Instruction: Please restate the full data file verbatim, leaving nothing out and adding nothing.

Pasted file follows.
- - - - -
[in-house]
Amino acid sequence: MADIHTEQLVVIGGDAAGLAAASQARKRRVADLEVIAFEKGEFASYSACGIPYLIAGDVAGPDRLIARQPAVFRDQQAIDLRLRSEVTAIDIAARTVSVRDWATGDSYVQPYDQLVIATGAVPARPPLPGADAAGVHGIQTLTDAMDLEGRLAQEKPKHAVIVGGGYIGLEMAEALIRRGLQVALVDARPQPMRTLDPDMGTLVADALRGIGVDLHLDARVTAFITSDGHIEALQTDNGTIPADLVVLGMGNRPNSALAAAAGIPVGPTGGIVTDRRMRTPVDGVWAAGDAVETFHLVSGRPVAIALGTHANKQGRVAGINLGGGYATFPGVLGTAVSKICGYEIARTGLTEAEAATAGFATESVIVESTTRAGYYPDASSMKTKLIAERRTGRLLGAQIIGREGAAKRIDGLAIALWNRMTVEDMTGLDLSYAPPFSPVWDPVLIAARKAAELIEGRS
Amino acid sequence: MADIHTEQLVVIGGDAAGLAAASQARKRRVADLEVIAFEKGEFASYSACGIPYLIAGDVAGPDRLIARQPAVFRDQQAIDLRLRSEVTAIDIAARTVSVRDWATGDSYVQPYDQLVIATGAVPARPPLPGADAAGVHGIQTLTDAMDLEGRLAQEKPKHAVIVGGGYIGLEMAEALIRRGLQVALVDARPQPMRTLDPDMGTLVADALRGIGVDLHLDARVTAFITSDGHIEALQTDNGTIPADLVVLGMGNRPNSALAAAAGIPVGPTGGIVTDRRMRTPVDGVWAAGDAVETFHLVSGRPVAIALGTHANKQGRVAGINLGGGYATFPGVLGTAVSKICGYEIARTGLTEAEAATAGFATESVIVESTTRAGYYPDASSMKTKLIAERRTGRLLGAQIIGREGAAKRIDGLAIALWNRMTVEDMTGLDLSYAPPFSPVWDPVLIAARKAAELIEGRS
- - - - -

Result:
[in-house]
Amino acid sequence: MADIHTEQLVVIGGDAAGLAAASQARKRRVADLEVIAFEKGEFASYSACGIPYLIAGDVAGPDRLIARQPAVFRDQQAIDLRLRSEVTAIDIAARTVSVRDWATGDSYVQPYDQLVIATGAVPARPPLPGADAAGVHGIQTLTDAMDLEGRLAQEKPKHAVIVGGGYIGLEMAEALIRRGLQVALVDARPQPMRTLDPDMGTLVADALRGIGVDLHLDARVTAFITSDGHIEALQTDNGTIPADLVVLGMGNRPNSALAAAAGIPVGPTGGIVTDRRMRTPVDGVWAAGDAVETFHLVSGRPVAIALGTHANKQGRVAGINLGGGYATFPGVLGTAVSKICGYEIARTGLTEAEAATAGFATESVIVESTTRAGYYPDASSMKTKLIAERRTGRLLGAQIIGREGAAKRIDGLAIALWNRMTVEDMTGLDLSYAPPFSPVWDPVLIAARKAAELIEGRS
Amino acid sequence: MADIHTEQLVVIGGDAAGLAAASQARKRRVADLEVIAFEKGEFASYSACGIPYLIAGDVAGPDRLIARQPAVFRDQQAIDLRLRSEVTAIDIAARTVSVRDWATGDSYVQPYDQLVIATGAVPARPPLPGADAAGVHGIQTLTDAMDLEGRLAQEKPKHAVIVGGGYIGLEMAEALIRRGLQVALVDARPQPMRTLDPDMGTLVADALRGIGVDLHLDARVTAFITSDGHIEALQTDNGTIPADLVVLGMGNRPNSALAAAAGIPVGPTGGIVTDRRMRTPVDGVWAAGDAVETFHLVSGRPVAIALGTHANKQGRVAGINLGGGYATFPGVLGTAVSKICGYEIARTGLTEAEAATAGFATESVIVESTTRAGYYPDASSMKTKLIAERRTGRLLGAQIIGREGAAKRIDGLAIALWNRMTVEDMTGLDLSYAPPFSPVWDPVLIAARKAAELIEGRS